Financial Impacts Of Divorce in Scottsdale, Arizona

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Financial Impacts Of Divorce

Existing Contracts. The Court can and will assign to each party their share of the assets and liabilities. What the Court cannot do, however, is rewrite existing contracts. It can order one party to be responsible for the debt. It can include a “hold harmless” and “indemnify” provisions that require the spouse awarded the debt to pay back the other spouse if creditors of that debt come after them.

But at the end of the day, the contract signed when the parties were married is still intact. And a creditor can go after either party, regardless of what the divorce court.

This is important because there are usually two contracts in almost every marriage that can have a major financial impact on the parties: A mortgage and a vehicle loan. It’s also common to see HELOC loans. So, what can be done to protect the party who is not taking the house or the car?

Here are a few options:

  1. The decree should set deadlines for when certain things need to happen by, such as a deadline for refinancing the house or vehicle, removing the other spouse’s name from the title for the house or vehicle, taking their name off the insurance. Otherwise, the spouse who is not awarded the property remains on the loan and can be potentially liable in the event someone is injured on the marital residence property or in a car accident. That is a major risk financially.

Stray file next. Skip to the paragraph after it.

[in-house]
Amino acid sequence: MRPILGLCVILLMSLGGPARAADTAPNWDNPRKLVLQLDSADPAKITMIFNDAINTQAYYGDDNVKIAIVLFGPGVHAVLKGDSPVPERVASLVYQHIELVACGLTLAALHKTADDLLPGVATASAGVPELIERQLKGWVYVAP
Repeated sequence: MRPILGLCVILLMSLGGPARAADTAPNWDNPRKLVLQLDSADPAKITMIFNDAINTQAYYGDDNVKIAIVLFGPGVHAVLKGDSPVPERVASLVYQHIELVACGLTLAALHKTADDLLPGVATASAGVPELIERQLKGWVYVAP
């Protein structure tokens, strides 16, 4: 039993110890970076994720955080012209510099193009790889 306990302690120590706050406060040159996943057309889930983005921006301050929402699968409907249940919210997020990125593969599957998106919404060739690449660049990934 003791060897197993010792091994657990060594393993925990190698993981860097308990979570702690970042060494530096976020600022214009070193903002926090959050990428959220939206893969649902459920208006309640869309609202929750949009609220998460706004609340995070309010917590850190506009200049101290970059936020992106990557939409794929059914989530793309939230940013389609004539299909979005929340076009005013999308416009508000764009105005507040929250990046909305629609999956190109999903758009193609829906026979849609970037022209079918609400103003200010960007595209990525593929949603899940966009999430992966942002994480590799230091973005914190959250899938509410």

2. The Decree should set a consequence if these deadlines are not met (usually requiring the asset be sold and the equity divided).
  3. In the event a home or other major community asset is sold, the parties can agree that the funds gained from the sale are first applied to existing debts, such as credit card debts.

Refinancing. The easiest way to remove names from loans is for the spouse who is keeping the home, vehicle, or other property on which the community has a loan. The biggest question is always—does the person who wants to keep qualify to refinance it. This needs to be known before a divorce agreement is made. The best thing to do is to have that person prequalify. If the prequalification is conditional, then those conditions need to be known and so the parties either negotiate to meet those conditions or abandon the idea of refinancing. As mentioned above, whenever parties agree to a refinancing, there should be a deadline for when it occurs and a consequence if it is not met (usually listing the home, vehicle, or other asset for sale).